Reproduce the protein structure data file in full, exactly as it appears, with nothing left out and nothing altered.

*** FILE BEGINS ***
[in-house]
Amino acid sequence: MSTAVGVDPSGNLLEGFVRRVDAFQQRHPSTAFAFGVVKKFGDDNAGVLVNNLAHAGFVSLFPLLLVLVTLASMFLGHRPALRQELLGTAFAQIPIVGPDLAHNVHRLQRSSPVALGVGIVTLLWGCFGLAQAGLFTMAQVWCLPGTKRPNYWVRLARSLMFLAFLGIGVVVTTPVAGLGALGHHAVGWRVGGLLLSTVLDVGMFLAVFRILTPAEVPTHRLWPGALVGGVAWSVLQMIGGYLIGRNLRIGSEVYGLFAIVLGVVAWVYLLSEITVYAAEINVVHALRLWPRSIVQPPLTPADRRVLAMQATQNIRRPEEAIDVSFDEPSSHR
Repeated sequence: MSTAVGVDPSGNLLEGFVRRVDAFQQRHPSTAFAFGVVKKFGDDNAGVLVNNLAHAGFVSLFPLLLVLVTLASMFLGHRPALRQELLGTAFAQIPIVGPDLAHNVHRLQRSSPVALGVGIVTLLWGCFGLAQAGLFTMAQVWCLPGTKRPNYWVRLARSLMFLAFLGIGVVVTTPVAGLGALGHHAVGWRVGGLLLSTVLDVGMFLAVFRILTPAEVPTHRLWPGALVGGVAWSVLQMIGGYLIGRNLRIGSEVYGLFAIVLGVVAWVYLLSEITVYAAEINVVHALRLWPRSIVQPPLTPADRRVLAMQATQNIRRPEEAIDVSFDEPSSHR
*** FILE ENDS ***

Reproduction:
[in-house]
Amino acid sequence: MSTAVGVDPSGNLLEGFVRRVDAFQQRHPSTAFAFGVVKKFGDDNAGVLVNNLAHAGFVSLFPLLLVLVTLASMFLGHRPALRQELLGTAFAQIPIVGPDLAHNVHRLQRSSPVALGVGIVTLLWGCFGLAQAGLFTMAQVWCLPGTKRPNYWVRLARSLMFLAFLGIGVVVTTPVAGLGALGHHAVGWRVGGLLLSTVLDVGMFLAVFRILTPAEVPTHRLWPGALVGGVAWSVLQMIGGYLIGRNLRIGSEVYGLFAIVLGVVAWVYLLSEITVYAAEINVVHALRLWPRSIVQPPLTPADRRVLAMQATQNIRRPEEAIDVSFDEPSSHR
Repeated sequence: MSTAVGVDPSGNLLEGFVRRVDAFQQRHPSTAFAFGVVKKFGDDNAGVLVNNLAHAGFVSLFPLLLVLVTLASMFLGHRPALRQELLGTAFAQIPIVGPDLAHNVHRLQRSSPVALGVGIVTLLWGCFGLAQAGLFTMAQVWCLPGTKRPNYWVRLARSLMFLAFLGIGVVVTTPVAGLGALGHHAVGWRVGGLLLSTVLDVGMFLAVFRILTPAEVPTHRLWPGALVGGVAWSVLQMIGGYLIGRNLRIGSEVYGLFAIVLGVVAWVYLLSEITVYAAEINVVHALRLWPRSIVQPPLTPADRRVLAMQATQNIRRPEEAIDVSFDEPSSHR